JpGU-AGU Joint Meeting 2020

Presentation information

[J] Oral

P (Space and Planetary Sciences ) » P-PS Planetary Sciences

[P-PS10] Formation and evolution of planetary materials in the Solar System

convener:Wataru Fujiya(Ibaraki University, College of Science), Megumi Matsumoto(Graduate School of Science, Tohoku University), Shin Ozawa(Department of Earth Science, Graduate School of Science, Tohoku University), Yuki Hibiya(Submarine Resources Research Center, Japan Agency for Marine-Earth Science and Technology)

[PPS10-11] Petrography and oxygen isotopic compositions of a compact Type A Ca-Al-inclusion from NWA 7865 reduced CV3 chondrite

*Akimasa Suzumura1, Noriyuki Kawasaki2, Yusuke Seto3, Hisayoshi Yurimoto2,4, Shoichi Itoh1 (1.Graduate school of Science, Kyoto University, 2.Graduate school of Science, Hokkaido University, 3.Graduate school of Science, Kobe University, 4.ISAS/JAXA)

Keywords:CAI, Oxygen isotope, Petrography

Ca-Al-rich inclusions (CAIs) are found in chondritic meteorites, and the oldest objects formed in the Solar System (Connelly et al., 2012). Igneous CAIs exhibit unequilibrated oxygen isotopic compositions distributed along CCAM line (e. g., Yurimoto et al, 2008; Krot 2019). The oxygen isotope compositions of CAI minerals are considered to reflect the formation process under the various oxygen isotope compositions. Igneous CAI are divided into Compact Type A CAI (CTA) and Type B on basis of differences in bulk composition and mineralogy. For Type B CAI, it was understood that formation process and oxygen isotope evolution by observation and oxygen isotope analysis (e. g., Kawasaki et al., 2018). On the other hand, it has been demonstrated that the oxygen isotope evolution according to crystal growth of CTA melilite (Yurimoto et al., 1998; Park et al., 2012). However, it is complex that CTA formation process (e. g., Simon et al., 1999; Ito et al., 2004), there are not systematic studies for total formation histories of CTA from melt to solidification. In this study, in order to understand whether the oxygen isotope evolutions were typical during the formation of igneous CAI, we performed petrographic observations and evaluated the crystal growth and crystallization sequence of the constituent minerals until CTA totally have solidified, for KU-N-02 CTA from NWA 7865 CVred 3.1 chondrite. Then, Oxygen isotopic compositions were measured in consideration of the petrographic observations, using SIMS (Hokkaido Univ. Cameca ims-1280HR). Using the sequence of formation, the oxygen isotopic evolution of the CAI melt was established.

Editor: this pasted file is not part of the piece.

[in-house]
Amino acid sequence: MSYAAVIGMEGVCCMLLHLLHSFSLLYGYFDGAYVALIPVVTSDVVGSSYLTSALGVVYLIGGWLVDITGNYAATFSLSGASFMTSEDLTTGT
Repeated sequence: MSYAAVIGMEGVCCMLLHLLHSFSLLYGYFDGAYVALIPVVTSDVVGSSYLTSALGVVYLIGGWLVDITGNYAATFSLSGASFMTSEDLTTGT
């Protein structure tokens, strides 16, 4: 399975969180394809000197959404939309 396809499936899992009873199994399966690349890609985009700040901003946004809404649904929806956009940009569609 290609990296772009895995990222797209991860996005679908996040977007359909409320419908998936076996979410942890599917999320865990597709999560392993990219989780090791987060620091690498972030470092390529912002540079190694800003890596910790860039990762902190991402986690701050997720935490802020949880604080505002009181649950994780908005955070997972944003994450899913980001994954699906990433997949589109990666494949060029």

KU-N-02 CTA has a type A CAI bulk composition, and spinel grains are poikilitically enclosed by melilite and fassaite, indicating that crystallization sequence of KU-N-02 CTA is spinel-melilite-fassaite. The spinel is uniformly 16O-rich (Δ17O ~ −23), and the melilite are uniformly 16O-poor (Δ17O ~ −2‰). Single melilite crystal exhibits normal zoning (Åk15 to 60), showing concentric crystal growth. But about 2-20 µm around spinel and fassaite enclosed by single melilite crystal has a more Åk-rich patch texture. Small fassaite crystals overgrow on the spinel surface enclosed by Åk-rich patch texture. If residual melt were trapped during the melilite crystallization, Åk-rich melilite and fassaite may be crystallized from residual melt inclusion. This small fassaite are also uniformly 16O-poor (Δ17O ~ −2‰) consistent with oxygen isotopic compositions of melilite within the error range. This result consistent with formation process of Åk-rich melilite and small fassaite by petrographic observation. The oxygen isotopic disequilibrium between 16O-rich spinel and 16O-poor melilite and fassaite was caused by partial melting and oxygen isotope exchange between the melt and the 16O-poor nebular gas (e. g., Yurimoto et al., 1998). At the melilite crystal boundaries, the fassaite enclosed spinel and are irregular shapes. This fassaite systematically crystallized from the residual melt. In general, the fassaite exhibits growth zoning with decreasing Ti contents from core to rim, and also show continuous variations in Δ17O from 16O-poor (Δ17O ~ −4‰) to 16O-rich (Δ17O ~ −23‰), along the inferred directions of crystal growth. The correlation of oxygen isotope compositions with Ti content in the fassaite imply that the oxygen isotopic composition of CAI melt evolved from 16O-poor to 16O-rich during fassaite crystallization, due to oxygen isotope exchange with a surrounding 16O-rich nebula gas (Kawasaki et al., 2018).

These results indicate that the disequilibrium oxygen isotope distribution in CTA was caused by the oxygen isotope evolution of the CTA melt during crystal growth. This oxygen isotope evolution of the CTA is similar to the type B CAI described by Kawasaki et al. (2018), and support that igneous CAI experienced that heating and melting events under the same oxygen isotopic environment, independent of the chemical compositions of precursor.